When the length of the MMF segment L is chosen to allow self-imaging to occur at a certain wavelength, (3) can be rewritten as follows
Because of the Kerr effect, the refractive index of the optical fiber depends on the light intensity and thus (4) can be expressed as below
Therefore, the wavelength of self-imaging at a high laser intensity can be described as below
According to (5) and (6), the nonlinear change of the refractive index originating from the optical Kerr effect leads to a change of the self-imaging wavelength in the MMF. In another word, the transmission spectrum of the SMS fiber device will change due to the Kerr effect of MMI. As a consequence, the transmission of the SMS fiber device at a certain wavelength exhibits a performance similar to a saturable absorber, i.e., the transmission increases at high laser power. Therefore, pulsed laser operation can be achieved at a wavelength where the SMS fiber device performs like a saturable absorber. In our work, this wavelength can be selected by using a tunable band-pass filter in a fiber ring cavity.
3. Experiments and results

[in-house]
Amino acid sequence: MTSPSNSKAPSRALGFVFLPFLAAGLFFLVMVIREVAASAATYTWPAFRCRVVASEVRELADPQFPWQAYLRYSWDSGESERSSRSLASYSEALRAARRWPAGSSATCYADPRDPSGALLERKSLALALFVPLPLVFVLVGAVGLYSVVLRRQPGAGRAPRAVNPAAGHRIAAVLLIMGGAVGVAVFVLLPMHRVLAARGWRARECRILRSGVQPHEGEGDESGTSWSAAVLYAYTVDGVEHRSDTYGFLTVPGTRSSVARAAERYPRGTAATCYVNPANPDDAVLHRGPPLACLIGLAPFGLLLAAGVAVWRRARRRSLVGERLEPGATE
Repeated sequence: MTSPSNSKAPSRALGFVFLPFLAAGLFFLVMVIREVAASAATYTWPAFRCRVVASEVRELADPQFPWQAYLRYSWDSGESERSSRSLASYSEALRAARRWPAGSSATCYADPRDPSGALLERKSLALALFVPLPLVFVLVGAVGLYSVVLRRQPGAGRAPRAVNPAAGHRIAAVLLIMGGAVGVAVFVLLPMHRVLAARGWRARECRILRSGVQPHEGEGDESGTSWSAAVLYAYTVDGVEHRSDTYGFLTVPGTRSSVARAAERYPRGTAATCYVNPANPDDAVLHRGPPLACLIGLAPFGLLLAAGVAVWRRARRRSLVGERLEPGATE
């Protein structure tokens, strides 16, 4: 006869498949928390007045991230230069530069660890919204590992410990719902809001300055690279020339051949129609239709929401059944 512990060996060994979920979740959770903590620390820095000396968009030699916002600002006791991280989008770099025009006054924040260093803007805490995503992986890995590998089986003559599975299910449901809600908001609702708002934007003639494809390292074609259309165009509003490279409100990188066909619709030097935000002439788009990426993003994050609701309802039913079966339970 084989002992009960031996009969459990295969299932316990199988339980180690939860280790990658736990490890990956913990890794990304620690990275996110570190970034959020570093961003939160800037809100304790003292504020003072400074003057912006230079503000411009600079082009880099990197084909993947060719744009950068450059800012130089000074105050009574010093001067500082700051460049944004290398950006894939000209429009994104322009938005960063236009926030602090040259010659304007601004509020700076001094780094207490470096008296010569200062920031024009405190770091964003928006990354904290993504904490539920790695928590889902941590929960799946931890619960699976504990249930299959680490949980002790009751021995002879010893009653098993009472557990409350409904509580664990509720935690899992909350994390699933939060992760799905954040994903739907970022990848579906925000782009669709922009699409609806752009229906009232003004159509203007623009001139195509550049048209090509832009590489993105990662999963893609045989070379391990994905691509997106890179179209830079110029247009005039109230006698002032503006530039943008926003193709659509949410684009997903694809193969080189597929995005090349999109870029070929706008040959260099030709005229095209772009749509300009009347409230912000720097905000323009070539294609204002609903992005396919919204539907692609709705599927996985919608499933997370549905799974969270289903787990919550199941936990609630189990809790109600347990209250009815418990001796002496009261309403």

The configuration of the passively Q-switched all-fiber ring laser is illustrated in Fig. 1 . A piece of 5-m Er3+/Yb3+ co-doped double-cladding fiber (Nufern, SM-EYDF-6/125-HE) was used as the gain medium. A 980 nm multimode pump laser was coupled into the gain fiber through a (2 + 1) × 1 fiber combiner. An isolator was used in the ring cavity to force the laser oscillation to propagate in the clockwise direction. The SMS fiber device used in the experiment was fabricated by splicing two SMF-28 fibers to a 4.9-cm multimode fiber with a core diameter of 50 µm (Thorlabs AFS50/125Y). The transmission spectrum of this SMS fiber device was measured with an amplified spontaneous emission source (AFR, OS-SM-1550-50-FA) and is shown in Fig. 2 . A transmission peak of 72% can be found at 1560.2 nm. It is worth noting that the 4.9-cm length of multimode fiber was selected to ensure a spectral overlap between the transmission peak of the SMS fiber device and the gain peak of the free-running Er3+/Yb3+ co-doped fiber ring laser. Due to the short self-imaging length , the length of MMF is difficult to control in practice. So in the experiment, many samples were fabricated and the device with better transmission peak was selected to use in this demonstration. In order to achieve stable Q-switched operation, a tunable band-pass filter (Jun Laser, TOF-1550-SM-L-10-NE) was used to force the fiber ring laser to operate at a wavelength (i.e., 1559.5 nm in this experiment), where strong saturable absorption occurs. Due to the Kerr effect of MMI, the transmission of the SMS fiber device at 1559.5 nm increases with increased laser power density, performing like a saturable absorber. A 70/30 coupler was used to outcouple 70% of the laser power from the ring laser cavity.